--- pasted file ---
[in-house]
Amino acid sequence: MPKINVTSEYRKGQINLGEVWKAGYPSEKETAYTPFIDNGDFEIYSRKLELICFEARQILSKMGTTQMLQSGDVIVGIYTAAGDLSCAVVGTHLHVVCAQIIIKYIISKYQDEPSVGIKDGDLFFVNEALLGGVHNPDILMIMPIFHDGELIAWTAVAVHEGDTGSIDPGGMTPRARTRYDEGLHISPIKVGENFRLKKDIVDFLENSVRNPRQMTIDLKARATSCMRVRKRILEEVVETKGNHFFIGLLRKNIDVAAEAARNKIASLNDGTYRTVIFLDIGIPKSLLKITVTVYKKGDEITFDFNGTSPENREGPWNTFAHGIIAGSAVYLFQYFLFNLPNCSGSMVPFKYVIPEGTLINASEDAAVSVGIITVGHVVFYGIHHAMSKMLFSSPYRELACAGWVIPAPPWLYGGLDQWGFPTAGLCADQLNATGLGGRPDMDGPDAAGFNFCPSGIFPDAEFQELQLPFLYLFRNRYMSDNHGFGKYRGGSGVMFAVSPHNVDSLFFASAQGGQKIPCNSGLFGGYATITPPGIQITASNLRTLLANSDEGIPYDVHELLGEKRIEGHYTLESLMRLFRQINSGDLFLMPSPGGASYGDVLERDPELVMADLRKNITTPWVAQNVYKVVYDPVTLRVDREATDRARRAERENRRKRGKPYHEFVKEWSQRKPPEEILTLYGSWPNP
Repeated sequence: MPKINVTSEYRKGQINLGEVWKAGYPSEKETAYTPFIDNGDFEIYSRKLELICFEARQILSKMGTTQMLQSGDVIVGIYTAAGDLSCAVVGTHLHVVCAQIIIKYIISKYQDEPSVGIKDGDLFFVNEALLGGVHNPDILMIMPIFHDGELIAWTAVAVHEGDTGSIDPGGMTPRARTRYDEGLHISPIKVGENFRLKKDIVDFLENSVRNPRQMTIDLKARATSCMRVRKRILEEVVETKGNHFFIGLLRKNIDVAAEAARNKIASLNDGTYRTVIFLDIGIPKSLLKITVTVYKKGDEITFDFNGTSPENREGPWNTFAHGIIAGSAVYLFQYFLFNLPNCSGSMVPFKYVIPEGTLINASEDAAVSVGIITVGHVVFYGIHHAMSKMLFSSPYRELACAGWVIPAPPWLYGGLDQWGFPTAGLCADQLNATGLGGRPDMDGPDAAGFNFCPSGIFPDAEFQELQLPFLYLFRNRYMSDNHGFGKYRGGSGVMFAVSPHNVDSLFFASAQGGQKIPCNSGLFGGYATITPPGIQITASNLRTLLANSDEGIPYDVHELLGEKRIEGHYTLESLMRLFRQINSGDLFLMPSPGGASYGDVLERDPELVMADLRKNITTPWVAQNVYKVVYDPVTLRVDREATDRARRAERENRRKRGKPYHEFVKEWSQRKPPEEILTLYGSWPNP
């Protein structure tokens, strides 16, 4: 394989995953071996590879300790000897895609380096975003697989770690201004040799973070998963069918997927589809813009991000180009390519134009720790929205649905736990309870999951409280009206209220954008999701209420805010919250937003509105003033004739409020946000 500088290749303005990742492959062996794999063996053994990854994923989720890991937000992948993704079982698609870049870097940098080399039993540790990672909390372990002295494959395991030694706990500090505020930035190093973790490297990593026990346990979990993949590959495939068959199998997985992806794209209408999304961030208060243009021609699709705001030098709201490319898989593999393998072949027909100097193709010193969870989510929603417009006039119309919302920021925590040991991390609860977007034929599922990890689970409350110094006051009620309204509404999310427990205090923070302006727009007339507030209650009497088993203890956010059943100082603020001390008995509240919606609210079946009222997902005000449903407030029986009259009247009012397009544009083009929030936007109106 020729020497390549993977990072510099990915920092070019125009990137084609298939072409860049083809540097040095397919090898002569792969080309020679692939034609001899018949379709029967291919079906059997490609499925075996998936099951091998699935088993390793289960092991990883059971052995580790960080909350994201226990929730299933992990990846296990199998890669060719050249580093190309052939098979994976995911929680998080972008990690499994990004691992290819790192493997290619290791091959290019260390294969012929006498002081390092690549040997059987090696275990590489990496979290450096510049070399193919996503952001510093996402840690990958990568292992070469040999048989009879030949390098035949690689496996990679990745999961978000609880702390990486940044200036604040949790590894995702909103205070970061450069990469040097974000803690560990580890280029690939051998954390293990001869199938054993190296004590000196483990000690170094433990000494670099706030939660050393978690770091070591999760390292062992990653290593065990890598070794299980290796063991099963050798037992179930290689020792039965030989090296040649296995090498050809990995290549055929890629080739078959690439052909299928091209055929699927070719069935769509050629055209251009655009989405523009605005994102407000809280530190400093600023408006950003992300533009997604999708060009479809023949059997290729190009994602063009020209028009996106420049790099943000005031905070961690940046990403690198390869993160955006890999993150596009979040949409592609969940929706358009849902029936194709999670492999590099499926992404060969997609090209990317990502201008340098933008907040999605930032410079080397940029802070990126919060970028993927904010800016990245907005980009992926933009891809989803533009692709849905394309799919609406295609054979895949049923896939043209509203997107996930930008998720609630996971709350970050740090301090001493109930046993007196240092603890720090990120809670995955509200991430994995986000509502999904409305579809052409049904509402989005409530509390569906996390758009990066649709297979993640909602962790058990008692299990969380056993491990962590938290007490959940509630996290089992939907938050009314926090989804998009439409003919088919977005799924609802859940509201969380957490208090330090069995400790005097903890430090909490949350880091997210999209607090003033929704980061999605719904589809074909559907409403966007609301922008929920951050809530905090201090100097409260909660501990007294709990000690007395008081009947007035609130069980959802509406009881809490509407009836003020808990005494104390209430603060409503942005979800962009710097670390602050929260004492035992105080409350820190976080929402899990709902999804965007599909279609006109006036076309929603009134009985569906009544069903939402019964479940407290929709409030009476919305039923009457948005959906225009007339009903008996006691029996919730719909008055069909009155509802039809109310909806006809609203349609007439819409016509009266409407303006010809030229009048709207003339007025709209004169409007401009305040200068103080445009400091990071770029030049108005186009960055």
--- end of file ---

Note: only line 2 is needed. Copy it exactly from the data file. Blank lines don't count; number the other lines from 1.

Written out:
Amino acid sequence: MPKINVTSEYRKGQINLGEVWKAGYPSEKETAYTPFIDNGDFEIYSRKLELICFEARQILSKMGTTQMLQSGDVIVGIYTAAGDLSCAVVGTHLHVVCAQIIIKYIISKYQDEPSVGIKDGDLFFVNEALLGGVHNPDILMIMPIFHDGELIAWTAVAVHEGDTGSIDPGGMTPRARTRYDEGLHISPIKVGENFRLKKDIVDFLENSVRNPRQMTIDLKARATSCMRVRKRILEEVVETKGNHFFIGLLRKNIDVAAEAARNKIASLNDGTYRTVIFLDIGIPKSLLKITVTVYKKGDEITFDFNGTSPENREGPWNTFAHGIIAGSAVYLFQYFLFNLPNCSGSMVPFKYVIPEGTLINASEDAAVSVGIITVGHVVFYGIHHAMSKMLFSSPYRELACAGWVIPAPPWLYGGLDQWGFPTAGLCADQLNATGLGGRPDMDGPDAAGFNFCPSGIFPDAEFQELQLPFLYLFRNRYMSDNHGFGKYRGGSGVMFAVSPHNVDSLFFASAQGGQKIPCNSGLFGGYATITPPGIQITASNLRTLLANSDEGIPYDVHELLGEKRIEGHYTLESLMRLFRQINSGDLFLMPSPGGASYGDVLERDPELVMADLRKNITTPWVAQNVYKVVYDPVTLRVDREATDRARRAERENRRKRGKPYHEFVKEWSQRKPPEEILTLYGSWPNP